In the words of Abbott, J, in Rex v■ Burdett (1820) 4 B & Aid95 at 120: —
“No person is to be required to explain or contradict untilenough has been proved to warrant a reasonable and justconclusion against him, in the absence of explanation orcontradiction ; but when such proof has been given, and thenature of the case is such as to admit of explanation or con-tradiction, can human reason do otherwise than adopt theconclusion to which proof tends. ”
We, therefore, hold that the 1st suspect was aware that con-version of money was being effected at an unauthorised rate. Itis true that the negotiation of the conversion and of the rate atwhich the money was to be converted was probably madebetween the 2nd suspect and Jackson but the conversion itselS
ORDER OF THE COMMISSION—Vincent and Benjamin
was actually effected only when the 1st suspect received therupees from Thaha. The 1st suspect was the person authorised bythe seller to receive the money on his behalf. The role played byhim was therefore not insignificant but substantial. A transactionmay take place over a period of time and comprise the taking ofseveral steps or acts. All those who participate at the differentstages of the transaction knowing that it is one that involved theconversion of currency at an unauthorised rate contravene, inour opinion, the provision in Section 5(2). We find accordinglythat both suspects have contravened Section 5 (2).
The second charge alleges a contravention by the 2nd suspectof Section 5 (1) (a) of the Exchange Control Act. That provisionreads : —
“ 5. (1). Except with the permission of the bank—■
(a) no person, other than an authorized dealer, shall inCeylon buy or borrow any gold or foreign currencyfrom, or sell or lend any gold or foreign currency to,or exchange any foreign currency with, any personother than an authorised dealer, and ”
In his statement the 2nd suspect has set out how he came tosend the money through Thaha. He said, “ Around about 1965 Imet a man called Kingsley Jackson at the Ceylon StudentsCentre at Marble Arch. During the course of conversation, hetold me that he was in a position to forward money to Ceylon.He said that it was legal and that he was an agent for Mr. A. M.Thaha of Colombo who was in the racing business. Jackson saidhe was also a bookmaker in London and that he had a telex linkwith Thaha in Ceylon. He used to forward the racing results fromEngland by this method. He told me that if I ever wanted to sendmoney to Ceylon he would do it for me and that Thaha wouldpay the equivalent amount in rupees to the intended recipients. ”
He also said later, “ On each occasion that I sent the money Iwent to my bank, Barclays, South Ealing Road and drew outmoney. I then went personally to Jackson’s house and handedover the money to him with instructions as to whom the moneywas to be sent. Jackson never gave me a receipt. I always knewthat the money had reached Vincent because he wrote fromCeylon to tell me. He also told me in one of the letters that I hadbetter be careful as the way I was sending the money wasillegal.”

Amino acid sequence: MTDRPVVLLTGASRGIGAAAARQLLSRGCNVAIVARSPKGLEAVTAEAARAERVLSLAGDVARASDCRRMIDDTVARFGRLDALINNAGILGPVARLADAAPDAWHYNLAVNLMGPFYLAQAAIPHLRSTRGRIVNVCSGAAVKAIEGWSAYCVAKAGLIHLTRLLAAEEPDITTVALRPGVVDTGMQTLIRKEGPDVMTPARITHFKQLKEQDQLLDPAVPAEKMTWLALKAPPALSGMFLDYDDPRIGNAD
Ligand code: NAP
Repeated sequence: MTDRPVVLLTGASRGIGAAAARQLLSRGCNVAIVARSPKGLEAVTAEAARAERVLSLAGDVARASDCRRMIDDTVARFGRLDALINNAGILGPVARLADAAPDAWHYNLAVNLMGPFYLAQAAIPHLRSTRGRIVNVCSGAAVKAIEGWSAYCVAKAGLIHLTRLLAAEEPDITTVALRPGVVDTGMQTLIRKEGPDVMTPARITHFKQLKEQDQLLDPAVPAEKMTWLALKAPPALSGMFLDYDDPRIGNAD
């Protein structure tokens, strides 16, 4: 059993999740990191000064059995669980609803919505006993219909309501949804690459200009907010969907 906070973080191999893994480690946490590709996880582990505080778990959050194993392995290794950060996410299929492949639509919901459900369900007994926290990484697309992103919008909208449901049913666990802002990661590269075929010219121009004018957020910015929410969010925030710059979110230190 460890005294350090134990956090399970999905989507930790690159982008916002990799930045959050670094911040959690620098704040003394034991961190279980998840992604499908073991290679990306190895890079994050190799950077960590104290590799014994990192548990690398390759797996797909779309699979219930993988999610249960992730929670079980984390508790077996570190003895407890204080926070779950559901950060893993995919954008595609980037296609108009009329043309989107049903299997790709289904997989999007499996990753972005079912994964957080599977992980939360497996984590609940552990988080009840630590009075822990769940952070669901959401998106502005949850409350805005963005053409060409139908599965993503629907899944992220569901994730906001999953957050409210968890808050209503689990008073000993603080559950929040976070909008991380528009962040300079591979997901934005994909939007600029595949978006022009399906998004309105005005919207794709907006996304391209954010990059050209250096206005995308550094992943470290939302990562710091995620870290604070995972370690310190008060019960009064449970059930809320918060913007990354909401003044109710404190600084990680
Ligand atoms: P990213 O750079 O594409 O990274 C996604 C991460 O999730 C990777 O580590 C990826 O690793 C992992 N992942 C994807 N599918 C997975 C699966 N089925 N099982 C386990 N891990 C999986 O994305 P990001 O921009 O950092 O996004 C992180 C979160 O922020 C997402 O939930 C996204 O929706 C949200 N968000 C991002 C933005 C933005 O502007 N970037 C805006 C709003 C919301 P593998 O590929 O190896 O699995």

Mr. Shanmugalingam, who appeared for the suspects, sub-mitted that, once agreement was reached for the sale at aparticular rate and the exchange was delivered to Jackson in
ORDER OF THE COMMISSION— Vincent and Benjamin
pursuance of the agreement, the sale was complete. This tookplace in London. There was no contravention of Section 5 (1) (a)unless the sale was made in Ceylon and therefore the charge wasnot made out. Learned State Counsel Mr. Wimalaratne referredus to section 59 of the Sale of Goods Ordinance which states.inter alia, that “ goods ” include all movables except moneys,and submitted that that statute had no application ; and that aspayment was made in Colombo, there was a sale in Colombo. Wedo not think that the word ‘sell’ in Section 5(1) (a) imports asale under the Sale of Goods Ordinance or a sale in terms of anyother law. The word must be given its ordinary meaningHaving regard to the ordinary connotation of the word ‘ sell ’ aperson who disposes of something in exchange for money sellsthat thing. This involves the exchange of merchandise or thesubject of the sale for the payment of money. Where sterling isboth handed over and payment for it is received in Londonthe sale is of course made out of Ceylon. In this case not merelywas the payment made in Ceylon, but payment in rupees inCeylon was the 2nd suspect’s object in entering into the trans-action. In his statement he states that it was when he wanted tosend money to Ceylon that he contacted Jackson who had toldhim that he was in a position to forward money to Ceylon.Whether he received the money in Ceylon personally or throughan agent he equally received the money. What the provisionstrikes at is “ selling ” in Ceylon. It does not require the presenceof the seller in Ceylon.
Having regard to the facts and circumstances we hold that theselling took place on the payment of rupees to the 2nd suspect 5srepresentative in Ceylon and that the 2nd suspect has contra-vened Section 5(1) (a).
We reserve for consideration in an appropriate case in whichit arises the question whether there can be a sale made partlyin Ceylon and partly in London and whether such a transactionfalls under both sub-sections (a) and (b) of Section 5(1), if theother ingredients of those provisions are present.
The 3rd charge alleged abetting by the 1st suspect of the com-mission of the offence of selling sterling in Ceylon by the 2ndsuspect. The only point made was that if the 2nd suspect wasnot guilty of the charge of selling sterling the 1st suspect wouldnot be guilty of abetting it.
The only matter that remains for consideration is whether the2nd respondent was resident in Ceylon at the relevant timewithin the meaning of Section 51(1) of the Exchange ControlAct. During the period in which the contraventions of Act
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138TENNEKOON, C.J—-Samarakoon a. Attorney General
Were committed, that is, January 1970 to May 1971, the 2ndsuspect’s wife was resident in Ceylon. He had been sending moneyto her. He was buying a house in Ceylon. On a visit to Ceylonin December 1970 he had seen the house which suited him. Mostof the monies which form the subject of the charges were sentto buy the house. He was also on the lookout for a garage whichhe could purchase. We hold, therefore, that for the purposes ofthe Exchange Control Act he was resident in Ceylon.
Accordingly, we find the 1st suspect guilty of the offences setout in charges 1 and 3 and the 2nd suspect guilty ox offences setout in charges 1 and 2.
IN RE (1) A. Y. VINCENT, (2) S. BENJAMIN, Suspects